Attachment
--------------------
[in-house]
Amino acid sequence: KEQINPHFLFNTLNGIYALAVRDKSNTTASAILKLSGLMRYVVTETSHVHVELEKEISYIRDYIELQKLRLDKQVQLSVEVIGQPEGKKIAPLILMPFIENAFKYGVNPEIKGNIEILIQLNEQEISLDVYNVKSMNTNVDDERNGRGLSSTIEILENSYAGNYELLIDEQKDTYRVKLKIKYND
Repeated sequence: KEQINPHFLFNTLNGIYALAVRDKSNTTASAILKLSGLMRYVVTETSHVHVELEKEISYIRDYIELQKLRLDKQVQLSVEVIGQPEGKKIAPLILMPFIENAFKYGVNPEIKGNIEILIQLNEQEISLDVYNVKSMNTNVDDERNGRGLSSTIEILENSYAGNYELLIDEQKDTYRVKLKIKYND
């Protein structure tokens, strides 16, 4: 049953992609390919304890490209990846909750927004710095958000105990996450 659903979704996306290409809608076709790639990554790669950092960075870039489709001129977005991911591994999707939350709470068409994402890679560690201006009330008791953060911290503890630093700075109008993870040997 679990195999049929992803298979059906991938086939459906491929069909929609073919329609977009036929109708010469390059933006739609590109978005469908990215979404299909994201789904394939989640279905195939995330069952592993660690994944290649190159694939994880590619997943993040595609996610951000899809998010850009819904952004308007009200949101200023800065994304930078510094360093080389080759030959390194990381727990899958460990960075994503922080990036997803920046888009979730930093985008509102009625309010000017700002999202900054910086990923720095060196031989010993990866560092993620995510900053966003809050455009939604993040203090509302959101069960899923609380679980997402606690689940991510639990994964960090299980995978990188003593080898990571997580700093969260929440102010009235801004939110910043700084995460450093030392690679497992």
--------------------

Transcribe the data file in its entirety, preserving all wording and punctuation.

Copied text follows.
[in-house]
Amino acid sequence: KEQINPHFLFNTLNGIYALAVRDKSNTTASAILKLSGLMRYVVTETSHVHVELEKEISYIRDYIELQKLRLDKQVQLSVEVIGQPEGKKIAPLILMPFIENAFKYGVNPEIKGNIEILIQLNEQEISLDVYNVKSMNTNVDDERNGRGLSSTIEILENSYAGNYELLIDEQKDTYRVKLKIKYND
Repeated sequence: KEQINPHFLFNTLNGIYALAVRDKSNTTASAILKLSGLMRYVVTETSHVHVELEKEISYIRDYIELQKLRLDKQVQLSVEVIGQPEGKKIAPLILMPFIENAFKYGVNPEIKGNIEILIQLNEQEISLDVYNVKSMNTNVDDERNGRGLSSTIEILENSYAGNYELLIDEQKDTYRVKLKIKYND
């Protein structure tokens, strides 16, 4: 049953992609390919304890490209990846909750927004710095958000105990996450 659903979704996306290409809608076709790639990554790669950092960075870039489709001129977005991911591994999707939350709470068409994402890679560690201006009330008791953060911290503890630093700075109008993870040997 679990195999049929992803298979059906991938086939459906491929069909929609073919329609977009036929109708010469390059933006739609590109978005469908990215979404299909994201789904394939989640279905195939995330069952592993660690994944290649190159694939994880590619997943993040595609996610951000899809998010850009819904952004308007009200949101200023800065994304930078510094360093080389080759030959390194990381727990899958460990960075994503922080990036997803920046888009979730930093985008509102009625309010000017700002999202900054910086990923720095060196031989010993990866560092993620995510900053966003809050455009939604993040203090509302959101069960899923609380679980997402606690689940991510639990994964960090299980995978990188003593080898990571997580700093969260929440102010009235801004939110910043700084995460450093030392690679497992």